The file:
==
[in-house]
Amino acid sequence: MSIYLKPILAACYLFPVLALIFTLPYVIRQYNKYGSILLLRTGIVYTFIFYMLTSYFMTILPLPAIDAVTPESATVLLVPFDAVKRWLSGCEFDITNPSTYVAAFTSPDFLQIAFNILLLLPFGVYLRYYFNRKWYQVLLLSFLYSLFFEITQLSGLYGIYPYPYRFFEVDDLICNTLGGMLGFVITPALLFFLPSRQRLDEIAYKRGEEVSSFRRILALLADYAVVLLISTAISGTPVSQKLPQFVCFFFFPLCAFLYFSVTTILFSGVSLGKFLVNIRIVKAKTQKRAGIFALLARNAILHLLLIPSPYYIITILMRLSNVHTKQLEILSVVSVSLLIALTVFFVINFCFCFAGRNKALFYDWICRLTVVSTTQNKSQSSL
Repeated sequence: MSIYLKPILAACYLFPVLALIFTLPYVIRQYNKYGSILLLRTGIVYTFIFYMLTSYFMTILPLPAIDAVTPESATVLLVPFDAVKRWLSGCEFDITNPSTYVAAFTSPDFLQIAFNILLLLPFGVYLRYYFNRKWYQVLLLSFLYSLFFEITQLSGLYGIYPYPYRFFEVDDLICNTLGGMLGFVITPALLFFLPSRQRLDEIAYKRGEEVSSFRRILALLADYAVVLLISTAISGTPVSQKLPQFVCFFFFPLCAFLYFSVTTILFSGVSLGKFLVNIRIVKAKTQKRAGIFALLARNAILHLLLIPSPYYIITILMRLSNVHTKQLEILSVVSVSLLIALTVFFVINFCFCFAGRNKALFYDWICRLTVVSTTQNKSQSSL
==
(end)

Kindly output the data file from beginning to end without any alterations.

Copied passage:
[in-house]
Amino acid sequence: MSIYLKPILAACYLFPVLALIFTLPYVIRQYNKYGSILLLRTGIVYTFIFYMLTSYFMTILPLPAIDAVTPESATVLLVPFDAVKRWLSGCEFDITNPSTYVAAFTSPDFLQIAFNILLLLPFGVYLRYYFNRKWYQVLLLSFLYSLFFEITQLSGLYGIYPYPYRFFEVDDLICNTLGGMLGFVITPALLFFLPSRQRLDEIAYKRGEEVSSFRRILALLADYAVVLLISTAISGTPVSQKLPQFVCFFFFPLCAFLYFSVTTILFSGVSLGKFLVNIRIVKAKTQKRAGIFALLARNAILHLLLIPSPYYIITILMRLSNVHTKQLEILSVVSVSLLIALTVFFVINFCFCFAGRNKALFYDWICRLTVVSTTQNKSQSSL
Repeated sequence: MSIYLKPILAACYLFPVLALIFTLPYVIRQYNKYGSILLLRTGIVYTFIFYMLTSYFMTILPLPAIDAVTPESATVLLVPFDAVKRWLSGCEFDITNPSTYVAAFTSPDFLQIAFNILLLLPFGVYLRYYFNRKWYQVLLLSFLYSLFFEITQLSGLYGIYPYPYRFFEVDDLICNTLGGMLGFVITPALLFFLPSRQRLDEIAYKRGEEVSSFRRILALLADYAVVLLISTAISGTPVSQKLPQFVCFFFFPLCAFLYFSVTTILFSGVSLGKFLVNIRIVKAKTQKRAGIFALLARNAILHLLLIPSPYYIITILMRLSNVHTKQLEILSVVSVSLLIALTVFFVINFCFCFAGRNKALFYDWICRLTVVSTTQNKSQSSL